The lower portion of column 33 is provided with heating means as usual. The base of the column is connected by a draw-oi! conduit 49 which may lead through conduit 5| to storage, refining Or other apparatus.

The operation of my apparatus as well as the operation of my novel process for producing amines will be better understood by consideration of the following example, which is set forth merely for the purposes of illustration. As an example, I describe the preparation of normal butyl amine from normal butyl alcohol and ammonia. Normal butyl alcohol of either chemically pure or commercial quality, is mixed with a small amount of catalyst, for example, from about to 5% by weight of the alcohol. Sabatier on catalysis, and other publications, mention a number of catalysts useful in amine production. Also dehydration, or hydrogenation catalysts such as metals of the eighth group of the periodic system, may be used.

Hence, various catalysts may be employed which will produce the amination of alcohol by means of ammonia. For example, dehydration catalysts such as various oxides and the like may be added to the alcohol and the mixture agitated so that the catalyst becomes suspended in the alcohol. In the example under consideration a catalyst comprising approximately 1% of nickel obtained from a nickel alloy was suspended in substantially anhydrous butyl alcohol.

I may also refer to any of the aforementioned catalysts as amination'catalyst.

A regulated amount of this butyl alcohol-catalyst mixture was caused to fiow from tank 2 through conduit 3 into heat exchanger 3. The heated mixture from 3 then passed through conduit l2 and into the reaction chamber ll through distributor H. In the heat exchanger 9 the al cohol-catalyst mixture may be heated to a temperature range of from 150 to 250 C.

Reaction chamber ll contains an atmosphere of ammonia under relatively high pressure and temperature. For example, an ammonia pressure of from 500 to 1000 pounds may be maintained in reaction chamber II by means of filling pressurecylinder I! with ammonia and applying heat thereto by means of circulating steam in temperature Jacket I8. By regulating steam pressure in the Jacket, uniform ammonia pressure is readily obtained in reaction chamber II.

It is to be noted thatthe total pressure on the system at any given temperature will be the sum of the saturated vapor pressures of butyl alcohol and butyl amine at the given temperature,

plus the saturated vapor pressure of the am-- monia at the temperature maintained in the cylinder. I have found that a favorable reaction chamber temperature for the production of butyl amine is approximately 200. to 220 C. At this temperature, the temperature of the liquid ammonia is much lower than the reaction temperature.

The reaction chamber II is provided with means for controlling the temperature thereof,

5 as for example, the temperature controlling jacket l3. By circulating steam in this jacket the temperature of the reaction chamber may be readily maintained around ZOO-220 C. By means of my novel procedure I find that the following reactions readily take place in the reaction chamber:

Cd-IaOH NH: C4HnNH: +1120 But 1 Am- Butylamine Water .alco ol monia CiHOOH C4H0NH: (C4Ha)zNI-I H2O Butyl alcohol Butylamine Dibutylamine Water The first mentioned reaction producing butyl amine predominates and satisfactory conversions of the alcohol to the primary amine are readily obtainable.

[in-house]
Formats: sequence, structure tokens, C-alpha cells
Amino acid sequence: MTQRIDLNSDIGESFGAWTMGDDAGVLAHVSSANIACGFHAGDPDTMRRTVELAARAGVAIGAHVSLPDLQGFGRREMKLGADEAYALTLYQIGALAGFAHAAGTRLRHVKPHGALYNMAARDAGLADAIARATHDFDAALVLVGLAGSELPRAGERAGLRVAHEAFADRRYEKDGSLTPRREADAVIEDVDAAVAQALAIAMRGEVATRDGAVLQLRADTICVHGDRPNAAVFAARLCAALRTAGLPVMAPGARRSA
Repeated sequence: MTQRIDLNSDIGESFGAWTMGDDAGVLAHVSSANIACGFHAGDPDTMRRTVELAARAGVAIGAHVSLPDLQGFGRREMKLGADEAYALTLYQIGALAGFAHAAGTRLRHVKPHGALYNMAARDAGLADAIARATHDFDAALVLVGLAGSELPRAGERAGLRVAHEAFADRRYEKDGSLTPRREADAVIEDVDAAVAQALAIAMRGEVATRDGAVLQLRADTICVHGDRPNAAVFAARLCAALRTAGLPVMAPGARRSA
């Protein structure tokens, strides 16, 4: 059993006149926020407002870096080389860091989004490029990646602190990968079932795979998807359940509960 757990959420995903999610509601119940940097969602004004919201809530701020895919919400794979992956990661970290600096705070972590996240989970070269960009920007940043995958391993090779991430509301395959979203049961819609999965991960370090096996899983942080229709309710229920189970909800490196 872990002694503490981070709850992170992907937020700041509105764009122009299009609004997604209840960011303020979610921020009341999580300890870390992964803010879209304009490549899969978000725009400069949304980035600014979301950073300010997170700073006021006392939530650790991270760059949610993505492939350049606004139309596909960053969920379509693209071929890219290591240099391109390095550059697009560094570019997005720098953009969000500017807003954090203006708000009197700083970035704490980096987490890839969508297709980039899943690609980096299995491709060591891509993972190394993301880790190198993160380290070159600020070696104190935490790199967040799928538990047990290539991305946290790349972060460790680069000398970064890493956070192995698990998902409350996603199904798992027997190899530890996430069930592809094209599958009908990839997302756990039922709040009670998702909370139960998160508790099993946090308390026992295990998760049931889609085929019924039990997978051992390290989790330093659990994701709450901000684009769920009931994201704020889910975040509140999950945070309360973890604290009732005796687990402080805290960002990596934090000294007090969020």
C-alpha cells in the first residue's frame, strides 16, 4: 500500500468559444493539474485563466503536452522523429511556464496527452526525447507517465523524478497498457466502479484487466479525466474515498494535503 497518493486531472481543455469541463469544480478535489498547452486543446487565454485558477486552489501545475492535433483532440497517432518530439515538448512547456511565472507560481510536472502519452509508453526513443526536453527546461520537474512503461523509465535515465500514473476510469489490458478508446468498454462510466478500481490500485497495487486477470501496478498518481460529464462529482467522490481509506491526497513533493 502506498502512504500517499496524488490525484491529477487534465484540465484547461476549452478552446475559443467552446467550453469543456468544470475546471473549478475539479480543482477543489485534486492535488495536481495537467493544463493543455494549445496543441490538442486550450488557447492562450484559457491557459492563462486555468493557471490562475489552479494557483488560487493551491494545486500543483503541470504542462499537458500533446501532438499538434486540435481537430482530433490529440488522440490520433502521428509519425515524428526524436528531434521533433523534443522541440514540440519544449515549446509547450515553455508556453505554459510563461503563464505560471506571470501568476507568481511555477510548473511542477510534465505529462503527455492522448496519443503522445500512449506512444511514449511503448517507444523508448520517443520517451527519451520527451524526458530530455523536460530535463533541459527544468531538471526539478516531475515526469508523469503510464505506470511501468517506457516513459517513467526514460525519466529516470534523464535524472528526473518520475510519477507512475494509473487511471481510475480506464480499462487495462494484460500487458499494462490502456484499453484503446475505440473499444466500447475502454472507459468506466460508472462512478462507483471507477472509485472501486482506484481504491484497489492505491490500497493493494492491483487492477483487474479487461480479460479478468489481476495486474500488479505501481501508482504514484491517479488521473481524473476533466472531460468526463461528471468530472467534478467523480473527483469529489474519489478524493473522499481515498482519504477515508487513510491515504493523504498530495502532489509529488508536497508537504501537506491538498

It is to be noted in the above equations that an excess of ammonia favors the formation of the mono-butylamine over the dibutylamine. The high ratio of primary to secondary amine, which is obtained bythe application of the process herein disclosed, may be largely due to the fact that there is quite an excess of ammonia.

The liquid cooling in the bottom of reaction chamber ll contains substantial amounts of normal butylamine and dibutylamine. This liquid may be continuously or intermittently removed from the reaction chamber through valved conduit 2| and the liquid trap 22, 23 and is finally conducted through conduit 26, 21 to a cooler 28. The amines produced may also contain some ammonia.

This mixture of butyl amine, dibutylamine, ammonia and any other componentsis passed to feed tank 32. Any catalyst contained in the mixture may be removed at 3| by means of filtering,

centrifuging, decantation or other suitable treatment. Material from tank 32 is then conducted to column 33 where'ammonia may be flashed off from the other components. The ammonia will leave the top of column 33 through conduit 34 and may carry with it amines, water and other components. These vapors pass into condenser 31 where substantially all of the components other than ammonia, such as butyl amine and the like, will be condensed and returned to colum 33 through conduit ll. Ammonia vapors will then fiow through condenser 33, which is operated at a'lower temperature than 31, where -any condensables still contained in the ammonia will be thrown down and returned to the column through conduit 39.

The ammonia gas having now had removed from it any amine and other components, may be passed through conduit 43 to compressor 4, coninvention. Therefore, my invention is not to be duit l0 and cooler 41, whereby the ammonia is liquefied and stored in the cylinder for re-use in the process.

The amines may be drawn of! from the base of column 33 to conduit 49 and may be cooled if desired, at El and then passed to storage. refining or other use.

My new process for the manufacture of amines possesses a number of advantages. For example, one advantage 'of the process is that it may be operated in a continuous manner which is very desirable in a high pressure reaction system. An-

other advantage is that the amount of other tion may be substituted for butyl alcohol.

amines formed besides the desired primary butyl amine is extremely small, because the ammonia is always present in material excess by virtue of hence, when the operation is carried out in ac-' cordance with my invention, the percentage of dibutyl amine is quite small. By my procedure, excellent reaction-contact is obtained by dispersing the liquid phase in either the form of fine droplets or thin films in an atmosphere of the gas with which the liquid is to react. This procedure is superior to high-speed stirring and is without the attendant disadvantages of high speed stirring, inasmuch as there are no packing glands to give trouble in the heated highpressure part of the system.